A magic stone is unique in every point. When I met Lukas, he told me, a lot of his songs have never been published. So we listened to them together. I fell in love a second time. We recorded the twelve songs together in Simon Liberati’s house, his stepfather and a writer. Along with the composition of Lukas, I sang some parts in every song. Accompanied by a flute, an accordion or a tambourine. Since then we decided to have this band together.

Do you sing with someone or for someone?

With Lukas only. To have this power not to be alone, to sing together. Creating our own surrealist poetry, writing automatically one sentence each. Moving like water. When I met him, after just one week we were already composing a song together. We are currently working on the next album, speaking of our world. We will record it in September.

What is your home framed by?

The place seems busy now. When people come by, they like to call it a thrift-shop. But it’s super well organized. Our mind is in the back of the place: a studio with a corner where we can draw and write together. Or dress up with our suitcases full of accessories. The decor is mostly paintings and Cy Twombly posters from Galerie Jacques Benador, my grandfather´s gallery in Geneva. People in the 1960s were not used to this kind of art. They were walking into the gallery to spit and say that their children could do the same, even better. I like to have abstract surrealism around me. Along with lithography and engravings.

What´s your preferred character in which you dress up as?

With the costumes Lukas and I are trying to put together this magical world – as gender normative girl and boy. Outside of the world we live in. Myself, I like to dress up as an ice skater and clown. When I was little, I always wanted to be a gymnast. As I started too late I just ended up doing running competition in 800 meters. The feeling of training and winning was always something that drives me. I can reverse the past. It always starts with the make-up. I like to wear the idea of a clown. A satiric person. I always end up going to the make-up of the Harlequin. All is kind of funny. But also sad. It is like an institution, where you are laughing very loud but inside you are crying. When people act, they can be more free with their character.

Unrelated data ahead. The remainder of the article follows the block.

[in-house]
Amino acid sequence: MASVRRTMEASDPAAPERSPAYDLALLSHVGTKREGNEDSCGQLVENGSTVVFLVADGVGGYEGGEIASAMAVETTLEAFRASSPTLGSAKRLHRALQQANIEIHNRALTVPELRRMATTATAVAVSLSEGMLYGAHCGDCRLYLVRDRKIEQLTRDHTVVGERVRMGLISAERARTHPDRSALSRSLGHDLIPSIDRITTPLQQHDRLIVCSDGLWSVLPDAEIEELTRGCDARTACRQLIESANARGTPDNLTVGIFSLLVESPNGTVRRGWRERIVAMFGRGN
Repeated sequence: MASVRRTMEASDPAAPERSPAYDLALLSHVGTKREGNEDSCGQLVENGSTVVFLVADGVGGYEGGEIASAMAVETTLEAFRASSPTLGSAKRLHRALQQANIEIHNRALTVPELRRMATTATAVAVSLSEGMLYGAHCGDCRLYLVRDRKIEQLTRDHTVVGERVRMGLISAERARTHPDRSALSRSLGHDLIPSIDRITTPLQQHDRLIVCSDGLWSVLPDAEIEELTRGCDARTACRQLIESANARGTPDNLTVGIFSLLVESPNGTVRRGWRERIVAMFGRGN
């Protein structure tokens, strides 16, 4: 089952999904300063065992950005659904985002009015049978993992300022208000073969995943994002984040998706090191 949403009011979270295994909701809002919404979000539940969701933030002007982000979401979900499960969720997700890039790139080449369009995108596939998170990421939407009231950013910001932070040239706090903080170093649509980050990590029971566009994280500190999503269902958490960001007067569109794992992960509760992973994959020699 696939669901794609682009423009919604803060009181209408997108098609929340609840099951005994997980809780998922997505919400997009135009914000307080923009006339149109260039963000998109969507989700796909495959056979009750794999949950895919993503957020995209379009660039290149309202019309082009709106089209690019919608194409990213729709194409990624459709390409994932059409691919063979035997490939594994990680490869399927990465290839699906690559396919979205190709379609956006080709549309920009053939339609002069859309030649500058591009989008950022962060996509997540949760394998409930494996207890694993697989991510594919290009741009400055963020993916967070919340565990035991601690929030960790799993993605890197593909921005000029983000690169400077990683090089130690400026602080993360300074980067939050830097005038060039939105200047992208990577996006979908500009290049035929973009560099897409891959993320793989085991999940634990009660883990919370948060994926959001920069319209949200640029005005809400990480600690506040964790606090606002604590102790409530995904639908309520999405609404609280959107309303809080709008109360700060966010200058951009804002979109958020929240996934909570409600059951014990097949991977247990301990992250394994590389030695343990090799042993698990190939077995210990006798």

How do you navigate the art world?

With a compass.

What time in art energizes you most ?

There is 1970s and 1980s. I am in love with New York at this time with all the artists. There is also the factory. Especially during the past months I discovered a lot through books.

What do you want people to feel through your images?

What they want. So people can recognise and ask questions. As long as something happens within their head or body. It doesn’t matter what sort of dialogue.

Which advice would you give a young creative human during these turbulent times?

More than ever it is the right time for you to dig into what you trust. It is your chance to have a fresh start and to regain your intuition. We went too far with too many things and now we have to tell stories.

Table cloth transformed into a dress.

Dress: Marie Beltrami vintage private collection
Shoes: Solene Lescouet vintage private collection

Romper: vintage Yves Saint Laurent

Skirt: Jean Paul Gaultier
Top: Nice Piece Vintage

Dress: Marie Beltrami vintage private collection
Shoes: Solene Lescouet vintage private collection

Dress: Nice Piece Vintage

Drawing and poem by Clara Benador.


Photographer: Fee-Gloria Groenemeyer
Model: Clara Bendaor
Assistant: Inma Vivas
Production: Lars Alexander Beppler
Journalist: Mimi Langenstein
Special Thanks to Nice Piece Vintage Paris